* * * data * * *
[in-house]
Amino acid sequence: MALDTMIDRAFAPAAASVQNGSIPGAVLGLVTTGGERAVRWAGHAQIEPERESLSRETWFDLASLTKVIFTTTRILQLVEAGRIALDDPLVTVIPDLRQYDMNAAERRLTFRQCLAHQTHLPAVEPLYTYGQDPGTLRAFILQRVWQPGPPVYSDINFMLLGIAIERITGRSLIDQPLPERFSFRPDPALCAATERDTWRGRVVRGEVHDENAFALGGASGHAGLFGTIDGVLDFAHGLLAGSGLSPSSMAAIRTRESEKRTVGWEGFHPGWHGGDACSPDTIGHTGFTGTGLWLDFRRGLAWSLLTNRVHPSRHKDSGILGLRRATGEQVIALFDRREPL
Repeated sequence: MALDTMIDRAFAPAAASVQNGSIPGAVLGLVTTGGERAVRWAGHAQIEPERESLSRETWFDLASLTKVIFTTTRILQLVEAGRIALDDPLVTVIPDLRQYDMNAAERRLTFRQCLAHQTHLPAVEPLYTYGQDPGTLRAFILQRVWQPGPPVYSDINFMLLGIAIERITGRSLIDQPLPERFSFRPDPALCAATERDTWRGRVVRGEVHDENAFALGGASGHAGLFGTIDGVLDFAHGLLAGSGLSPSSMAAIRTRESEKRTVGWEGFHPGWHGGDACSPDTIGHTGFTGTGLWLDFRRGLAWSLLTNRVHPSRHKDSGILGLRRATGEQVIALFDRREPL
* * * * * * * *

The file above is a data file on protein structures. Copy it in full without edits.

[in-house]
Amino acid sequence: MALDTMIDRAFAPAAASVQNGSIPGAVLGLVTTGGERAVRWAGHAQIEPERESLSRETWFDLASLTKVIFTTTRILQLVEAGRIALDDPLVTVIPDLRQYDMNAAERRLTFRQCLAHQTHLPAVEPLYTYGQDPGTLRAFILQRVWQPGPPVYSDINFMLLGIAIERITGRSLIDQPLPERFSFRPDPALCAATERDTWRGRVVRGEVHDENAFALGGASGHAGLFGTIDGVLDFAHGLLAGSGLSPSSMAAIRTRESEKRTVGWEGFHPGWHGGDACSPDTIGHTGFTGTGLWLDFRRGLAWSLLTNRVHPSRHKDSGILGLRRATGEQVIALFDRREPL
Repeated sequence: MALDTMIDRAFAPAAASVQNGSIPGAVLGLVTTGGERAVRWAGHAQIEPERESLSRETWFDLASLTKVIFTTTRILQLVEAGRIALDDPLVTVIPDLRQYDMNAAERRLTFRQCLAHQTHLPAVEPLYTYGQDPGTLRAFILQRVWQPGPPVYSDINFMLLGIAIERITGRSLIDQPLPERFSFRPDPALCAATERDTWRGRVVRGEVHDENAFALGGASGHAGLFGTIDGVLDFAHGLLAGSGLSPSSMAAIRTRESEKRTVGWEGFHPGWHGGDACSPDTIGHTGFTGTGLWLDFRRGLAWSLLTNRVHPSRHKDSGILGLRRATGEQVIALFDRREPL